Skylar: Officially setting up Vita Brevis came with the first official VBF team mate Ian Rigby, a name had to be chosen for this new entity and, God knows, I didn’t want it to be “Skylar Nielsen films” – gross. The name is on the front door of the studio, it’s a long story but the short is the magical Dan Christopherson designed the holy shrine above the door and embedded in the shrine is “Vita Brevis Ars Longa.” Latin for "short life create forever."

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Gavin: As a professional photographer, how much of a transition was it for you to start working with digital cinema?

Skylar: My first digital camera was Canon D60 in 2002. it was a pain in the ass of course, but it was a necessary evil as an industry standard.

Gavin: As a filmmaker, what are your favorite subjects to capture and why?

Skylar: As cliche as it sounds, the beauty is the diversity of subjects, from race cars to cornflakes. As a filmmaker, the goal for me is to find what is intriguing in each subject ... everything has a story, it just depends on if you can find it.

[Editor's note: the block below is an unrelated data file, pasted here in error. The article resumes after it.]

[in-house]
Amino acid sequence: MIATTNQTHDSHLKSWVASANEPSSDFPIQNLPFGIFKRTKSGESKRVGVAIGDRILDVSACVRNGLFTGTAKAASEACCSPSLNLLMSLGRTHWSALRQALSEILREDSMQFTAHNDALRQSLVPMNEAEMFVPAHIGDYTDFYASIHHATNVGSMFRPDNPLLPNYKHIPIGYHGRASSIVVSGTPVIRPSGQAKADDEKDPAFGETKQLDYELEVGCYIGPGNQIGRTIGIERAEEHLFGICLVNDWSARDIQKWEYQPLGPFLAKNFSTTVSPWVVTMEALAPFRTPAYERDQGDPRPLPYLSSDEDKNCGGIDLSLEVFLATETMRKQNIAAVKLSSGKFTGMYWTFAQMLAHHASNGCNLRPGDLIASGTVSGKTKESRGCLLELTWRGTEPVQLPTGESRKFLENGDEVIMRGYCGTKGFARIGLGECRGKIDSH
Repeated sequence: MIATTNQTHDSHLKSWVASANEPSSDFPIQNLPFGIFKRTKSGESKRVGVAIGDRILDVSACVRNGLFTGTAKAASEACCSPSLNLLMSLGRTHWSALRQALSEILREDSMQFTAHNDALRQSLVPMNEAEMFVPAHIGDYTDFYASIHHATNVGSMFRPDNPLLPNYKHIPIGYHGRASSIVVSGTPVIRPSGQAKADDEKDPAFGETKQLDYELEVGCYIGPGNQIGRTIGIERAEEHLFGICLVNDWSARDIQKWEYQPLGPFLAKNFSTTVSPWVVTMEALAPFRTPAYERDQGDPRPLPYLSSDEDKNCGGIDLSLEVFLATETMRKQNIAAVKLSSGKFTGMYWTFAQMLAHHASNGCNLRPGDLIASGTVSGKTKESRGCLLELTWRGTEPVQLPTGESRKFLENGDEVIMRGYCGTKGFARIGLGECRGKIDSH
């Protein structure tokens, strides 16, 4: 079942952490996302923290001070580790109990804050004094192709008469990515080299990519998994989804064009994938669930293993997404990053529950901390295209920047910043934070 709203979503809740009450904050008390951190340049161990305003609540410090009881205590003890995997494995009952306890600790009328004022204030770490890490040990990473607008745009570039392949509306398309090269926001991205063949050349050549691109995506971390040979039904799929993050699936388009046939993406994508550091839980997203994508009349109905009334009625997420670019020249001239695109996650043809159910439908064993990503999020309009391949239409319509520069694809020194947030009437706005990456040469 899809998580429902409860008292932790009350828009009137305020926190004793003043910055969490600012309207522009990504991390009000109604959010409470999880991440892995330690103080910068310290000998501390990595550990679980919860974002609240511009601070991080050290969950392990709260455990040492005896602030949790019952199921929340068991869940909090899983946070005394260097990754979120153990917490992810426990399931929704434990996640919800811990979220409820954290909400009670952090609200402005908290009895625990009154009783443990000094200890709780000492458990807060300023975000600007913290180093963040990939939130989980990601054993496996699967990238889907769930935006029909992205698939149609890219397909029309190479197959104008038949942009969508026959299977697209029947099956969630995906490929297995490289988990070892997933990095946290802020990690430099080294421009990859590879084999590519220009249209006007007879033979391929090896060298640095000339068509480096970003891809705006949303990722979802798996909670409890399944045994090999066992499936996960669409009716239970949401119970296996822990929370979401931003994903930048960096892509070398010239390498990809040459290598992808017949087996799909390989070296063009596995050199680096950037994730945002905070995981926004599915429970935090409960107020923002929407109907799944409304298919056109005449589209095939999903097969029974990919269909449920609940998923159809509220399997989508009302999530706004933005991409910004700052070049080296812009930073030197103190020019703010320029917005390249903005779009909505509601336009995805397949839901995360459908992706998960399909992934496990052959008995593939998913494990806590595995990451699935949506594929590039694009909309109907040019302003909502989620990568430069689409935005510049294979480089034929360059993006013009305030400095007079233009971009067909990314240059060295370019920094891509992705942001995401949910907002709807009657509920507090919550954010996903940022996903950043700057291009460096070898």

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Gavin: You've actually been pretty active around the country and outside the United States. What made you want to become more of a globe-trotting company?

Skylar: Traveling always yields to inspiration. Like they say, “You're not shit, until you are big in Japan.” One day we’ll be big in Japan, too!

Gavin: In 2011, you snagged a Sundance award for the short film Professional. What was it like coming up with the concept and filming that particular piece?